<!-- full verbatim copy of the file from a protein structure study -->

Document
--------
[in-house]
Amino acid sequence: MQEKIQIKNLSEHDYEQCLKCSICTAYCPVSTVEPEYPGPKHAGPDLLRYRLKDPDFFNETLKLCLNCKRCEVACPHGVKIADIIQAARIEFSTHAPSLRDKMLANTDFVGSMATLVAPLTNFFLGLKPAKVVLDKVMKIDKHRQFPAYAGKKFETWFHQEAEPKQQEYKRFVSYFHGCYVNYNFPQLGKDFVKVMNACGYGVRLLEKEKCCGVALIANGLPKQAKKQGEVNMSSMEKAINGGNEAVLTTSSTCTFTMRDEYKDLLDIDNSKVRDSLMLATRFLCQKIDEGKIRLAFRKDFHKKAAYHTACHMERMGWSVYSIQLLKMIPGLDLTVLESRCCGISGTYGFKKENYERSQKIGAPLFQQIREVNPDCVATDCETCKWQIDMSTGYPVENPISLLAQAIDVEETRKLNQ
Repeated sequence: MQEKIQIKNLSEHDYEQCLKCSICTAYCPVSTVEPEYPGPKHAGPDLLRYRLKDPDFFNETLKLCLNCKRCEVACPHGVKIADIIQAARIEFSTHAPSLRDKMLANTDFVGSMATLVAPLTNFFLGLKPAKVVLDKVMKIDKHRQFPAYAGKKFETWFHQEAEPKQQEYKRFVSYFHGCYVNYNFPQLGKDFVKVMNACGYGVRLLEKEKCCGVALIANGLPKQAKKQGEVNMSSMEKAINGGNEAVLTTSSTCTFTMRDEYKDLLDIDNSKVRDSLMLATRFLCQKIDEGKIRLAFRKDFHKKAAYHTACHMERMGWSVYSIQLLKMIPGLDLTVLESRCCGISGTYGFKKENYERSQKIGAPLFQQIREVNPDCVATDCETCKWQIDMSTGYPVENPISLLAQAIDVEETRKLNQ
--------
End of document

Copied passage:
[in-house]
Amino acid sequence: MQEKIQIKNLSEHDYEQCLKCSICTAYCPVSTVEPEYPGPKHAGPDLLRYRLKDPDFFNETLKLCLNCKRCEVACPHGVKIADIIQAARIEFSTHAPSLRDKMLANTDFVGSMATLVAPLTNFFLGLKPAKVVLDKVMKIDKHRQFPAYAGKKFETWFHQEAEPKQQEYKRFVSYFHGCYVNYNFPQLGKDFVKVMNACGYGVRLLEKEKCCGVALIANGLPKQAKKQGEVNMSSMEKAINGGNEAVLTTSSTCTFTMRDEYKDLLDIDNSKVRDSLMLATRFLCQKIDEGKIRLAFRKDFHKKAAYHTACHMERMGWSVYSIQLLKMIPGLDLTVLESRCCGISGTYGFKKENYERSQKIGAPLFQQIREVNPDCVATDCETCKWQIDMSTGYPVENPISLLAQAIDVEETRKLNQ
Repeated sequence: MQEKIQIKNLSEHDYEQCLKCSICTAYCPVSTVEPEYPGPKHAGPDLLRYRLKDPDFFNETLKLCLNCKRCEVACPHGVKIADIIQAARIEFSTHAPSLRDKMLANTDFVGSMATLVAPLTNFFLGLKPAKVVLDKVMKIDKHRQFPAYAGKKFETWFHQEAEPKQQEYKRFVSYFHGCYVNYNFPQLGKDFVKVMNACGYGVRLLEKEKCCGVALIANGLPKQAKKQGEVNMSSMEKAINGGNEAVLTTSSTCTFTMRDEYKDLLDIDNSKVRDSLMLATRFLCQKIDEGKIRLAFRKDFHKKAAYHTACHMERMGWSVYSIQLLKMIPGLDLTVLESRCCGISGTYGFKKENYERSQKIGAPLFQQIREVNPDCVATDCETCKWQIDMSTGYPVENPISLLAQAIDVEETRKLNQ